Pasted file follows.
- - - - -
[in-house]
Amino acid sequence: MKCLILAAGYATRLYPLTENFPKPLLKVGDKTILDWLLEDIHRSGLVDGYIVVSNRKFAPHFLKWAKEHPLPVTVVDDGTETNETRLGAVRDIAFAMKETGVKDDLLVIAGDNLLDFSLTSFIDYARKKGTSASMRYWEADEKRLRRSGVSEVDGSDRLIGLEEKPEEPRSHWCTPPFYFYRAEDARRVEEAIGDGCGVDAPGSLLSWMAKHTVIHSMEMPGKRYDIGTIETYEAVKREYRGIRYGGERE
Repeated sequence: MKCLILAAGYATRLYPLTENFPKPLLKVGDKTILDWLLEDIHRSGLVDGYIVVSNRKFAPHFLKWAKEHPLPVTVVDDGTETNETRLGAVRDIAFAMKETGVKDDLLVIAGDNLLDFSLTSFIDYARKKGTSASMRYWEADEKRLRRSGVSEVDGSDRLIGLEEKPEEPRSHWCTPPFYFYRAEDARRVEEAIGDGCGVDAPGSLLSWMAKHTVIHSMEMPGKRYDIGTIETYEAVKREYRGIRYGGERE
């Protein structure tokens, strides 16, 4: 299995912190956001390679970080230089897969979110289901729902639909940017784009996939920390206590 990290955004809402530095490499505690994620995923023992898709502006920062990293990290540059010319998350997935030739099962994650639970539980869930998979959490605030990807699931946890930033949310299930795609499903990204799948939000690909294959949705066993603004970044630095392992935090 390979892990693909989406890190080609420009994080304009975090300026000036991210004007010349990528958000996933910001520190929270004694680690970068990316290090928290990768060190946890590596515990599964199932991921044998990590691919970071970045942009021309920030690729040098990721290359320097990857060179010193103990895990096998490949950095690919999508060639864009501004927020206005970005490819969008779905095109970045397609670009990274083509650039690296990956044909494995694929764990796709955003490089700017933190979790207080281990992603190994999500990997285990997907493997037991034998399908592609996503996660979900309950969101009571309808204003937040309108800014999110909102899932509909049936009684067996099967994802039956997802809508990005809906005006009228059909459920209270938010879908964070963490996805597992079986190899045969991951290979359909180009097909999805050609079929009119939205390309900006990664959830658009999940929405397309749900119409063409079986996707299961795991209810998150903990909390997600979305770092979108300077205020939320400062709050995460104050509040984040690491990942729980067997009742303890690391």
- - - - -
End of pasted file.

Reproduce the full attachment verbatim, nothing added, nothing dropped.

[in-house]
Amino acid sequence: MKCLILAAGYATRLYPLTENFPKPLLKVGDKTILDWLLEDIHRSGLVDGYIVVSNRKFAPHFLKWAKEHPLPVTVVDDGTETNETRLGAVRDIAFAMKETGVKDDLLVIAGDNLLDFSLTSFIDYARKKGTSASMRYWEADEKRLRRSGVSEVDGSDRLIGLEEKPEEPRSHWCTPPFYFYRAEDARRVEEAIGDGCGVDAPGSLLSWMAKHTVIHSMEMPGKRYDIGTIETYEAVKREYRGIRYGGERE
Repeated sequence: MKCLILAAGYATRLYPLTENFPKPLLKVGDKTILDWLLEDIHRSGLVDGYIVVSNRKFAPHFLKWAKEHPLPVTVVDDGTETNETRLGAVRDIAFAMKETGVKDDLLVIAGDNLLDFSLTSFIDYARKKGTSASMRYWEADEKRLRRSGVSEVDGSDRLIGLEEKPEEPRSHWCTPPFYFYRAEDARRVEEAIGDGCGVDAPGSLLSWMAKHTVIHSMEMPGKRYDIGTIETYEAVKREYRGIRYGGERE
């Protein structure tokens, strides 16, 4: 299995912190956001390679970080230089897969979110289901729902639909940017784009996939920390206590 990290955004809402530095490499505690994620995923023992898709502006920062990293990290540059010319998350997935030739099962994650639970539980869930998979959490605030990807699931946890930033949310299930795609499903990204799948939000690909294959949705066993603004970044630095392992935090 390979892990693909989406890190080609420009994080304009975090300026000036991210004007010349990528958000996933910001520190929270004694680690970068990316290090928290990768060190946890590596515990599964199932991921044998990590691919970071970045942009021309920030690729040098990721290359320097990857060179010193103990895990096998490949950095690919999508060639864009501004927020206005970005490819969008779905095109970045397609670009990274083509650039690296990956044909494995694929764990796709955003490089700017933190979790207080281990992603190994999500990997285990997907493997037991034998399908592609996503996660979900309950969101009571309808204003937040309108800014999110909102899932509909049936009684067996099967994802039956997802809508990005809906005006009228059909459920209270938010879908964070963490996805597992079986190899045969991951290979359909180009097909999805050609079929009119939205390309900006990664959830658009999940929405397309749900119409063409079986996707299961795991209810998150903990909390997600979305770092979108300077205020939320400062709050995460104050509040984040690491990942729980067997009742303890690391």